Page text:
Foor reports that since beginning operation last July, contamination in loads has varied from 10 to 15 percent. These contaminants, including waxed cardboard and residual plastics, do not necessarily hinder digestion, but rather cause problems with the throughput of the bioseparator and reduce the quality of fiber after digestion. The facility uses a Hybag AG bioseparator to depackage and size reduce incoming materials prior to anaerobic digestion. The cardboard was reducing throughput of the bioseparator by 25 percent or more compared to food waste, according to Foor. “This reduction comes from the fact that cardboard is much more dense, causes higher friction, and the waxes in the waxed corrugated act to gum up movement,” he explains. In addition, the cardboard has little to no energy value.
JC-Biomethane has been managing contamination by visually inspecting loads on arrival and prior to bioseparation. However, the level of contamination, specifically from nonfood items previously deemed acceptable, has greatly reduced efficiency of the overall system, notes Foor.

Policy Change

In March 2014, Metro formally announced its decision to no longer allow nonfood items with the exception of approved compostable bags in loads of commercial organic materials going to Metro Central Transfer Station. The new standards will be implemented in two phases beginning in November 2014 with restrictions on loads containing regular and waxed cardboard. By March 2015, food scraps loads can only contain food. Contaminated loads will be treated as garbage — a tipping fee of $95/ton instead of $65/ton for food scraps. Acceptable residential organics will continue to include soiled paper, pizza boxes and approved compostable bags (no other compostable products are allowed).
“We don’t get joy in creating headaches for our [participating] businesses,” says Slyman. “As an advisory council we want to talk about solutions.” Metro and its local government partners are currently meeting with many of these commercial enterprises, including grocery stores, to provide support and assistance. In addition, they are working with haulers and local governments that have direct relationships with the customers to help ease the transition.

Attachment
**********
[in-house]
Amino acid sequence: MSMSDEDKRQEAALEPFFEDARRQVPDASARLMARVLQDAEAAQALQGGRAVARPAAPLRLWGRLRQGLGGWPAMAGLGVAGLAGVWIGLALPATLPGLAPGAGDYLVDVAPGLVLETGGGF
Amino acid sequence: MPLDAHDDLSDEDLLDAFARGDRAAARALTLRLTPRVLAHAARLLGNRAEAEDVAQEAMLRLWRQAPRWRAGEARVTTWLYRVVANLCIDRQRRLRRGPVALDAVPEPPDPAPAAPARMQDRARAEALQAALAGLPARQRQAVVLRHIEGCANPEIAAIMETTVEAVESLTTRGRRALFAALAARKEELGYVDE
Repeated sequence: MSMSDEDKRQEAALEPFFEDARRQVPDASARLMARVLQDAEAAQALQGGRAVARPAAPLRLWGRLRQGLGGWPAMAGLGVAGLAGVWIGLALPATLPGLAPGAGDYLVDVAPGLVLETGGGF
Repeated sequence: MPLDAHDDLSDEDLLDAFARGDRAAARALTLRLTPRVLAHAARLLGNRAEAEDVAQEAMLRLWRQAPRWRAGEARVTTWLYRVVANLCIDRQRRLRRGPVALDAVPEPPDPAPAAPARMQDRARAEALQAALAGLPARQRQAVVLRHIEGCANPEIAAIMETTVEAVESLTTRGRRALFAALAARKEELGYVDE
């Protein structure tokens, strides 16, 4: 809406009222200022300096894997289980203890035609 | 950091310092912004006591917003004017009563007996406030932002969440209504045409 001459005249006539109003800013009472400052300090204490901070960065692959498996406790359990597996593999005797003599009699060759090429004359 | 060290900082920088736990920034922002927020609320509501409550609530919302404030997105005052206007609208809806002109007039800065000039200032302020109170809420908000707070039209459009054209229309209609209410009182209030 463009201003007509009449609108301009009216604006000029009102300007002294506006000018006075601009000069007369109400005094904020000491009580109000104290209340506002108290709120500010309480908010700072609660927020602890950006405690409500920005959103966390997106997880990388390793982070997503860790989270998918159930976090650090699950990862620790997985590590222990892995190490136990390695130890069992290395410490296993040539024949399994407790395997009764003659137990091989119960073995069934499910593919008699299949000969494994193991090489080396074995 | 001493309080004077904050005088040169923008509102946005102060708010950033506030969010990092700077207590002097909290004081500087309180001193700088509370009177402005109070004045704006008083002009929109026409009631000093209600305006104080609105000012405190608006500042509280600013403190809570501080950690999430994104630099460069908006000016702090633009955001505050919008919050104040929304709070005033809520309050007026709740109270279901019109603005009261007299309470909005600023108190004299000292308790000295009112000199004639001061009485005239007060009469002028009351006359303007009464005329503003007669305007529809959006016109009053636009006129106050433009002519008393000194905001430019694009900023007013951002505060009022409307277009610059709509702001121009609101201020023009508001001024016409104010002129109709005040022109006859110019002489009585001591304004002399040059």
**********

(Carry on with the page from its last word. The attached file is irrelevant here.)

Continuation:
Ame LeCocq, Group Environmental Manager at Recology, which manages the Metro Central Transfer Station where the majority of the area’s commercial and residential food scraps are delivered, believes the new policy will result in cleaner feedstocks. “Operationally the changes will allow for greater focus on the removal of noncompostable contaminants and create a cleaner feedstock,” she says. Recology has worked closely with processors, customers and haulers in partnership with Metro to find solutions.
Republic Services is the contractual operator of Metro South Transfer Station and an additional transfer station in Wilsonville, Oregon. Metro’s food-only policy requirements do not apply at these transfer stations as commercial organics from Metro’s program coming through these transfer stations are composted by a Republic Services affiliate, Pacific Region Compost (PRC). Located in Corvallis (about 80 miles from Portland), PRC composts approximately 120,000 tons/year of organic residuals — primarily residential source separated organics (yard trimmings with food waste).
According to Jordan Trimmer, Sales and Marketing Representative at Republic Services, organic residuals from commercial customers represent about 10 percent of the loads accepted. While these loads do contain some level of contamination, Trimmer reports that this is usually screened out. Additionally, while waxed cardboard is considered a contaminant, in small quantities it can be broken down in the composting process at PRC. “It just takes more time,” he notes.
Republic Services’ customers include the Moda Center, where the Portland Trailblazers play. According to Trimmer, the policy change will not affect its current large commercial customers such as the Moda Center. “Currently this policy has minimal effect on us,” he explains. “We will continue to work with our customers to find solutions that will work for everyone.” With limited composting options, however, Trimmer notes the demand is high for organics processing infrastructure. “We can’t expand our facility fast enough to take everything.”
Katrina Mendrey is a Contributing Editor to BioCycle.